To receive Morning Links in your inbox every weekday, sign up for our Breakfast with ARTnews newsletter.
THE WAITING GAME. Because of the coronavirus situation in Hong Kong, Art Basel is pushing its fair in the city from March to May, Maximilíano Durón reports in ARTnews. Earlier this month, organizers said that they had secured those May dates as a backup measure. Incoming flights from eight countries, including the United States and the United Kingdom, are currently banned, and a 14-day quarantine is going into effect (a drop from the current 21 days). The exhibitor count for the fair is 137, which is down from the more than 240 that signed on for the 2019 edition but an increase over the 104 that took part in the 2021 outing. About 60 percent have opted not to send staff to the event, instead relying on Basel-appointed assistants in so-called “ghost booths.”
AUCTION BLOTTER. A ca. 1500 portrait of Christ with a crown of thorns by Sandro Botticelli sold for $45.4 million, fees included, at Sotheby’s Old Masters sale in New York, Angelica Villa reports in ARTnews. The auction totaled $91 million, less than the $114.5 million the same event brought last year . In South Korea, two Buddhist relics registered as national treasures went unsold at K Auction in Seoul, per Yonhap. They had been offered by the financially beleaguered Kansong Art Museum, which is located in the capital city. And the library of the late U.S. Supreme Court justice Ruth Bader Ginsburg totaled $2.4 million via Bonhams, trouncing the event’s estimate by a remarkable 3,900 percent, according to Bloomberg.
Citing the presence of profanity and nudity, the McMinn County School Board in Tennessee voted to bar from its curriculum Art Spiegelman’s graphic novel Maus (1980), which is about the Holocaust. Spiegelman called the move “Orwellian” and said that “Tennessee is obviously demented. There’s something going on very, very haywire there.” [CNBC]
It appears that the just-announced Pablo Picasso NFTs are a no-go. “What’s happening is that some members of the family don’t agree with the project,” said Florian Picasso, a grandson of the artist who had helped initiate it. Instead, NFTs linked to the work of Florian, who is a DJ, will be offered. [Associated Press]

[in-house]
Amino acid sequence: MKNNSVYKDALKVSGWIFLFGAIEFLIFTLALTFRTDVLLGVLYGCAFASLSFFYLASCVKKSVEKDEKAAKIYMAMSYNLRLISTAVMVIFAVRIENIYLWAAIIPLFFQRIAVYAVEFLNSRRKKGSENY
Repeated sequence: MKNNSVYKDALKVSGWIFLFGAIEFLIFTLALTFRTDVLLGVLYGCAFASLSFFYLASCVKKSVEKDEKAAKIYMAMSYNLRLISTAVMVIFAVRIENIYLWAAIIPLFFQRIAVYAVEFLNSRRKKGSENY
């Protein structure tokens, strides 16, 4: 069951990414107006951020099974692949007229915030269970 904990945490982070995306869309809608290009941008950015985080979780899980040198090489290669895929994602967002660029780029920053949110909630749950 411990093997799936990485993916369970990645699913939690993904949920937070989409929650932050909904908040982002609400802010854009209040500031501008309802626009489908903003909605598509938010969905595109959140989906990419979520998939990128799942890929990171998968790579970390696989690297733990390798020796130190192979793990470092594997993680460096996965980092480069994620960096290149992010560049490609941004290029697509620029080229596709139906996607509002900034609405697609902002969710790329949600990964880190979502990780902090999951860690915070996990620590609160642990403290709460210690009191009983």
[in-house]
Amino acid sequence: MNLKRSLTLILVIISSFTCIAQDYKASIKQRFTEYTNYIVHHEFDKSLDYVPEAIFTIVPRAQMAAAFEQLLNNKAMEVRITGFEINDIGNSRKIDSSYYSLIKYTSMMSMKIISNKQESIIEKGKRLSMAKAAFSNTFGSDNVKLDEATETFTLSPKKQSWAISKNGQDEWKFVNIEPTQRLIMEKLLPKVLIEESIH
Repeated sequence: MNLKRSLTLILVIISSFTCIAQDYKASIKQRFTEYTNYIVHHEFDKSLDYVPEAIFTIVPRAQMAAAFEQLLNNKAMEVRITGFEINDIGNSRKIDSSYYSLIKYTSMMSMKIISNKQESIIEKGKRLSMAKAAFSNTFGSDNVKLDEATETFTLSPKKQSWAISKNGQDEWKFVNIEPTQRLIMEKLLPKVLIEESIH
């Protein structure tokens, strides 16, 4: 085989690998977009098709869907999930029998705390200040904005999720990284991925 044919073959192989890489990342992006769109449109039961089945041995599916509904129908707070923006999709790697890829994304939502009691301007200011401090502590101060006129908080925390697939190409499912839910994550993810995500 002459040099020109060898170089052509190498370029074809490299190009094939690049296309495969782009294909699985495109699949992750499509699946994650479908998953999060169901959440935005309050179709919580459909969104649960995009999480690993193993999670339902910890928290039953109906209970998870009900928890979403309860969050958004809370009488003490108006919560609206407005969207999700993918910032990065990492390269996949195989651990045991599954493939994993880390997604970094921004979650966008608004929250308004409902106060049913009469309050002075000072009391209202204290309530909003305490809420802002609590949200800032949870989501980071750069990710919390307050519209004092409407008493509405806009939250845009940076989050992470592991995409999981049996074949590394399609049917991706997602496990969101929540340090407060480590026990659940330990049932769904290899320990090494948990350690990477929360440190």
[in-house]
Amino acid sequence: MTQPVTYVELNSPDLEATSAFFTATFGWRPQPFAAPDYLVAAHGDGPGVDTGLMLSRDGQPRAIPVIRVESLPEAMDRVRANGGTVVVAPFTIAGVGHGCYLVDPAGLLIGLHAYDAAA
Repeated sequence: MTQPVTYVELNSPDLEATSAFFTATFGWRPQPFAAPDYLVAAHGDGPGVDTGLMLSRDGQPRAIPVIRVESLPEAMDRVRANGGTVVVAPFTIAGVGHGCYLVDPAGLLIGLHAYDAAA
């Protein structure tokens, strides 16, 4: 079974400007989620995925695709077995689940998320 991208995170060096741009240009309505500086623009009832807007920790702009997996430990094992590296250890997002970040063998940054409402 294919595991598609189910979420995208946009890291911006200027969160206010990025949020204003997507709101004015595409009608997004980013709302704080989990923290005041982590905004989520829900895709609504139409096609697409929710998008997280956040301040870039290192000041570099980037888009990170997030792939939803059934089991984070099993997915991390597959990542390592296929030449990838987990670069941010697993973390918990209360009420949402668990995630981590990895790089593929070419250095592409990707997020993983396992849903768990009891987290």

Corky Lee, a photojournalist renowned for documenting Asian Americans and Pacific Islander Americans, died on Wednesday as a result of complications of Covid. He was 73. His work is included in the collection of the Museum of Chinese in America in New York. [Associated Press]
A second Supreme Court item! Justice Stephen G. Breyer has announced his resignation from the court, but he remains a juror for the Pritzker Prize, architecture’s most prestigious award, per reporter Matt Stevens. He has served on the panel since 2011. [The New York Times]
The University of California, Berkeley returned the remains of at least 20 members of the Wiyot Tribe who were massacred by white men in 1860 to the tribe. They had been held at the school’s Hearst Museum of Anthropology. [Associated Press]
AT HOME WITH THE AVANT-GARDE. An important residence created by Bauhaus legend Marcel Breuer in 1945 in a New York suburb was recently demolished by its owners, Zachary Small reports in the New York Times, and some historians and preservationists are not pleased. Among the many remarkable things about this place was that it once featured a Jackson Pollock painting that is now in the collection of Iran’s Tehran Museum of Contemporary Art. Small spoke with Joe Geller , who grew up in the house with his siblings (their parents commissioned it), and he recalled that, when they were young, “we used to peel paint off the Pollock. Oh my god.” Kids! [NYT]
Correction, 1/28/22, 11:05 a.m.: A previous version of this article misstated the date when Art Basel Hong Kong was originally slated for it. It was to begin in March, not February.